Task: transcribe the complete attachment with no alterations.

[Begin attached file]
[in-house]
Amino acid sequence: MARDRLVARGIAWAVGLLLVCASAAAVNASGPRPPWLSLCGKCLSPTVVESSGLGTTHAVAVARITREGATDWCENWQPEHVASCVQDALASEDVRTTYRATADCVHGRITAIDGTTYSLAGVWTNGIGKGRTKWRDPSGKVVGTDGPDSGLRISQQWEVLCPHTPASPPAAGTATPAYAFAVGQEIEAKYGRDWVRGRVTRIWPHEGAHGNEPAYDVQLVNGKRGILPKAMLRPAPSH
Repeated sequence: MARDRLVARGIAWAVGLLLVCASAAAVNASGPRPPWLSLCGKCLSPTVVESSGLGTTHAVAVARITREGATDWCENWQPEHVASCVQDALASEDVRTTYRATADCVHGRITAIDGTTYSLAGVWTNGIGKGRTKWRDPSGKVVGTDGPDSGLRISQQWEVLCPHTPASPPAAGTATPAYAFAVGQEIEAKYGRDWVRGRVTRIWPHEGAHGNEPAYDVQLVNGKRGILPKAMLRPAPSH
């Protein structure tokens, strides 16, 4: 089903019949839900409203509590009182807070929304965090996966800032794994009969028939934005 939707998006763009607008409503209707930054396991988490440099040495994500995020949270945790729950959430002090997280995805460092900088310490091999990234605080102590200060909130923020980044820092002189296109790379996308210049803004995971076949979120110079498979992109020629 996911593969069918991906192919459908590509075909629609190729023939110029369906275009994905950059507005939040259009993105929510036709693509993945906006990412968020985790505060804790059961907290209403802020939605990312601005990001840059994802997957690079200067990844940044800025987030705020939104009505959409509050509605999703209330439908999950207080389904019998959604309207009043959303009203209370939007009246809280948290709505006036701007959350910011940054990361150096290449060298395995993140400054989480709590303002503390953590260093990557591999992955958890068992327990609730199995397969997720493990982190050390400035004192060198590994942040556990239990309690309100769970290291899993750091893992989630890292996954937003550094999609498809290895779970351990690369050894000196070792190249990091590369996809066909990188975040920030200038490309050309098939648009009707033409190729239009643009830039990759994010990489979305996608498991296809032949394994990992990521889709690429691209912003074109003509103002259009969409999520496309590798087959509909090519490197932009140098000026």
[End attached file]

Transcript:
[in-house]
Amino acid sequence: MARDRLVARGIAWAVGLLLVCASAAAVNASGPRPPWLSLCGKCLSPTVVESSGLGTTHAVAVARITREGATDWCENWQPEHVASCVQDALASEDVRTTYRATADCVHGRITAIDGTTYSLAGVWTNGIGKGRTKWRDPSGKVVGTDGPDSGLRISQQWEVLCPHTPASPPAAGTATPAYAFAVGQEIEAKYGRDWVRGRVTRIWPHEGAHGNEPAYDVQLVNGKRGILPKAMLRPAPSH
Repeated sequence: MARDRLVARGIAWAVGLLLVCASAAAVNASGPRPPWLSLCGKCLSPTVVESSGLGTTHAVAVARITREGATDWCENWQPEHVASCVQDALASEDVRTTYRATADCVHGRITAIDGTTYSLAGVWTNGIGKGRTKWRDPSGKVVGTDGPDSGLRISQQWEVLCPHTPASPPAAGTATPAYAFAVGQEIEAKYGRDWVRGRVTRIWPHEGAHGNEPAYDVQLVNGKRGILPKAMLRPAPSH
């Protein structure tokens, strides 16, 4: 089903019949839900409203509590009182807070929304965090996966800032794994009969028939934005 939707998006763009607008409503209707930054396991988490440099040495994500995020949270945790729950959430002090997280995805460092900088310490091999990234605080102590200060909130923020980044820092002189296109790379996308210049803004995971076949979120110079498979992109020629 996911593969069918991906192919459908590509075909629609190729023939110029369906275009994905950059507005939040259009993105929510036709693509993945906006990412968020985790505060804790059961907290209403802020939605990312601005990001840059994802997957690079200067990844940044800025987030705020939104009505959409509050509605999703209330439908999950207080389904019998959604309207009043959303009203209370939007009246809280948290709505006036701007959350910011940054990361150096290449060298395995993140400054989480709590303002503390953590260093990557591999992955958890068992327990609730199995397969997720493990982190050390400035004192060198590994942040556990239990309690309100769970290291899993750091893992989630890292996954937003550094999609498809290895779970351990690369050894000196070792190249990091590369996809066909990188975040920030200038490309050309098939648009009707033409190729239009643009830039990759994010990489979305996608498991296809032949394994990992990521889709690429691209912003074109003509103002259009969409999520496309590798087959509909090519490197932009140098000026």